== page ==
Volunteers with the Ice Age Trail Mobile skills Crew construct boardwalk at the Polk Kames site in Washington County in May 2009.
Stepping foot on Wisconsin's Ice Age Trail (IAT) can take one in many directions. My earliest involvement was hiking this National Scenic Trail in its entirety.
Initially, a friend, Kay Kauffman, and I chipped away a few miles here, 20 to 30 miles there, purposely stretching out our time spent on the 1,200-mile path, half of which is off road. Our agreed upon approach with each hiking trip was to take our time. We wanted to immerse ourselves fully in the rich diversity of the trail's natural surroundings, learn interesting facts about different areas of the state, meet a variety of IAT chapter representatives, and graciously take on unexpected happenings that occurred with regularity.
For approximately 500 miles, we continued this delightful, leisurely pattern, setting aside one to two long weekends annually, until reality hit in 2006. Like a bolt of lightning, I realized that at my current pace, it would take decades more to hike the entire trail and I had other life goals. With some reluctance, I started venturing off without Kay to accelerate my tempo.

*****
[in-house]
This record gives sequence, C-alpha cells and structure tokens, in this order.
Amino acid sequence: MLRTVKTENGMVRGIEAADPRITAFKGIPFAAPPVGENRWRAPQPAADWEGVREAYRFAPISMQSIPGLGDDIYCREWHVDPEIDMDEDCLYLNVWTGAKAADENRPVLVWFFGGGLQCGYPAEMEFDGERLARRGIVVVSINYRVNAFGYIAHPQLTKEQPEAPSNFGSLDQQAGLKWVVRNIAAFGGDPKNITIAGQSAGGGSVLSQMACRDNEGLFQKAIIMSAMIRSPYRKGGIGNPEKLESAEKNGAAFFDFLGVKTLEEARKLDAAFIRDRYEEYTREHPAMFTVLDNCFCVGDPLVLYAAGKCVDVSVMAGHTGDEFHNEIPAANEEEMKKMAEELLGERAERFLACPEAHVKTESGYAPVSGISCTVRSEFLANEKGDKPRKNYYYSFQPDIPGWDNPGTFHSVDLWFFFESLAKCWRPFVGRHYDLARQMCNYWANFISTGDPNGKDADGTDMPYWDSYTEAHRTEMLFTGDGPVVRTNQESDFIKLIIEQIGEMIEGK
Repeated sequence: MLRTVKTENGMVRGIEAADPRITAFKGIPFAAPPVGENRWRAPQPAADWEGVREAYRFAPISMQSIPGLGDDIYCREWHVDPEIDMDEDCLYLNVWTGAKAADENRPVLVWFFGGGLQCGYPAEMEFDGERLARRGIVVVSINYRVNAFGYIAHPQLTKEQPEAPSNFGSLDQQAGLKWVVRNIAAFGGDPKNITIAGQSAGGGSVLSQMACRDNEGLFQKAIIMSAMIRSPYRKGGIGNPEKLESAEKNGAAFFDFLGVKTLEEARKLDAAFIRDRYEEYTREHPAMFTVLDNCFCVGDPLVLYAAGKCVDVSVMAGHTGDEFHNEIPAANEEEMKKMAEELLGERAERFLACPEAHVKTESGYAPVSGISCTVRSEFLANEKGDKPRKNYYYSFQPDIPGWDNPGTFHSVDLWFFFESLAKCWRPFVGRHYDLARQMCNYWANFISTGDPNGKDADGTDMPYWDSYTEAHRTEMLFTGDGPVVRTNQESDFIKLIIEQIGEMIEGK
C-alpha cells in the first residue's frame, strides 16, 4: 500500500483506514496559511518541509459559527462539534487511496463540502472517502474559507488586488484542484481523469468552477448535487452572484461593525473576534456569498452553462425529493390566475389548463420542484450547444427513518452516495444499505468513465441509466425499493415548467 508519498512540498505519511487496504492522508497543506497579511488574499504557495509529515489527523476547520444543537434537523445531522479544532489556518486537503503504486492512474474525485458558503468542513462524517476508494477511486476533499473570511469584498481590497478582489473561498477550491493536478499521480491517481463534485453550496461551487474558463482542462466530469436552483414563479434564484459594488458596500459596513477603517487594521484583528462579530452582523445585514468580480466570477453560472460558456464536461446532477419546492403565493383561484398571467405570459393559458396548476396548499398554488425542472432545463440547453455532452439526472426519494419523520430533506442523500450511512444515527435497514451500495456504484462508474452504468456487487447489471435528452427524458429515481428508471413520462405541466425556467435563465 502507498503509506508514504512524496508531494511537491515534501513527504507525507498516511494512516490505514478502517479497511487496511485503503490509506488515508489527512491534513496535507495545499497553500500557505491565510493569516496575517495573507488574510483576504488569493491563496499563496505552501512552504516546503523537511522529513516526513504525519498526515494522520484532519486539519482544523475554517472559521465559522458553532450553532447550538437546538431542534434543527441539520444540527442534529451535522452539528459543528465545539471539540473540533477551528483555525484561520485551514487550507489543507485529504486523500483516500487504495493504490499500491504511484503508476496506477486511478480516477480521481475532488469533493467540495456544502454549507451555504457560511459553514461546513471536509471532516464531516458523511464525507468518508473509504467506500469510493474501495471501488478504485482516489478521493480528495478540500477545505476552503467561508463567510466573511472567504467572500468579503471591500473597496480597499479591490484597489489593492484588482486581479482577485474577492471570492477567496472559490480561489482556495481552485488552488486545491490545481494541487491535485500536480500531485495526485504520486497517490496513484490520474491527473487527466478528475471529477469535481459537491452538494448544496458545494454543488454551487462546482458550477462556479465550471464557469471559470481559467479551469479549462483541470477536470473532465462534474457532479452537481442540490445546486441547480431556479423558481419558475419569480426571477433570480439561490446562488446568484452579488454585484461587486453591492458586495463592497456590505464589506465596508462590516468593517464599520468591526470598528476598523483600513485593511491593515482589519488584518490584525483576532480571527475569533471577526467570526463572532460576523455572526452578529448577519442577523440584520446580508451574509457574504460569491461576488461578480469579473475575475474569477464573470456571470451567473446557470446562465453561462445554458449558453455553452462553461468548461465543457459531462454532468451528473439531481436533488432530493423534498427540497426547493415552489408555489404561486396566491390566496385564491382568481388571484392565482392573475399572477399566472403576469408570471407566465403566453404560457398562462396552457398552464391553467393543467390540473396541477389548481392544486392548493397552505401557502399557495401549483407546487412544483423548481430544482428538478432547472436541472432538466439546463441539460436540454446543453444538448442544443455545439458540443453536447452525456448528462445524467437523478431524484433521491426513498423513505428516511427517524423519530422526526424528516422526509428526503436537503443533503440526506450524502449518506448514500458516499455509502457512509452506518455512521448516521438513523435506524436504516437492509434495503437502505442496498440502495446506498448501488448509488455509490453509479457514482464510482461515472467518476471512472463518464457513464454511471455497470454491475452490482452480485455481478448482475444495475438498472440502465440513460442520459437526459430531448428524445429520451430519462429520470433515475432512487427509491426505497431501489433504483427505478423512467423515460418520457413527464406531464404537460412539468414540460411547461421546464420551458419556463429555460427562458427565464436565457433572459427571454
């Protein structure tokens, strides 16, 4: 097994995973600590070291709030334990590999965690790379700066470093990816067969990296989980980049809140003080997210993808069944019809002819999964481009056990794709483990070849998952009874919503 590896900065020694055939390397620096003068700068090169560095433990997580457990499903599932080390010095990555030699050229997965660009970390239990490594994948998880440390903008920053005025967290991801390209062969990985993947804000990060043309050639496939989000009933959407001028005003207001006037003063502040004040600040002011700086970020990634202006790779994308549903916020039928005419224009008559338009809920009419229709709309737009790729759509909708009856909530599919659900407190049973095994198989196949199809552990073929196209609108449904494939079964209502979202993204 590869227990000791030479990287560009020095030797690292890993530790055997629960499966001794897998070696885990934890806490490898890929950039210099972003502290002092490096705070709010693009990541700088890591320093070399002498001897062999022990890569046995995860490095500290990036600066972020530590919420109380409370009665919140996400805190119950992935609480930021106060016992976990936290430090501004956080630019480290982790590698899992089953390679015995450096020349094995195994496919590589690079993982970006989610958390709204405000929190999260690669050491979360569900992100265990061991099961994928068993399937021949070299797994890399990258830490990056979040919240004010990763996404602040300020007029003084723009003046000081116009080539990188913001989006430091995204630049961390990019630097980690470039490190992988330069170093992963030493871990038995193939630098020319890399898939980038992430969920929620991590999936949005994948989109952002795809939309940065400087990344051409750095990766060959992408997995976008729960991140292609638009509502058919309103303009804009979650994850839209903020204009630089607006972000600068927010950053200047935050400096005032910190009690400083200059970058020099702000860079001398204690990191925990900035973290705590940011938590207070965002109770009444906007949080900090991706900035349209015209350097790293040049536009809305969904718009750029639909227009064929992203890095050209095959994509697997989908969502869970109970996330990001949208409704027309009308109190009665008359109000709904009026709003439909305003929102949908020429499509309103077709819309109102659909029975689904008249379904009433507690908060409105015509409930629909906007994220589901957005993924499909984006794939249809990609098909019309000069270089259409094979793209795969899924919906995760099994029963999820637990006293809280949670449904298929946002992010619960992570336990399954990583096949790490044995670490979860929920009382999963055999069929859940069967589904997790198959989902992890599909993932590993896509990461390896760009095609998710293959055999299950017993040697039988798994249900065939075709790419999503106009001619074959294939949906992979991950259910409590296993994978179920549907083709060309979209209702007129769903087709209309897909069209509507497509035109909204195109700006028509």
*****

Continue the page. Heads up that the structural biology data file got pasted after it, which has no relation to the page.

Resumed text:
While Kay and I carried on with our yearly IAT sojourns, I also expanded my focus. I hiked more often, solo or with other affable companions until I hiked my final section in Lincoln County on April 25, 2009. I was one of 11 hikers officially recognized as a "Thousand Milers" at the annual Ice Age Trail Alliance (IATA) meeting in Merrill that year
I was delighted with my accomplishment but also sad my exceptionally pleasant adventure was officially over. I planned to stay involved with the IAT but in a different manner. I wanted to be a volunteer. It was time to "give back" for 16 years of priceless enjoyment.
Read the entirety of Jane Stoltz's path from Ice Age Trail hiker to builder in the May 2013 print edition of Silent Sports. To order a copy and/or subscribe to the magazine, call Cathy at 888/706-4045.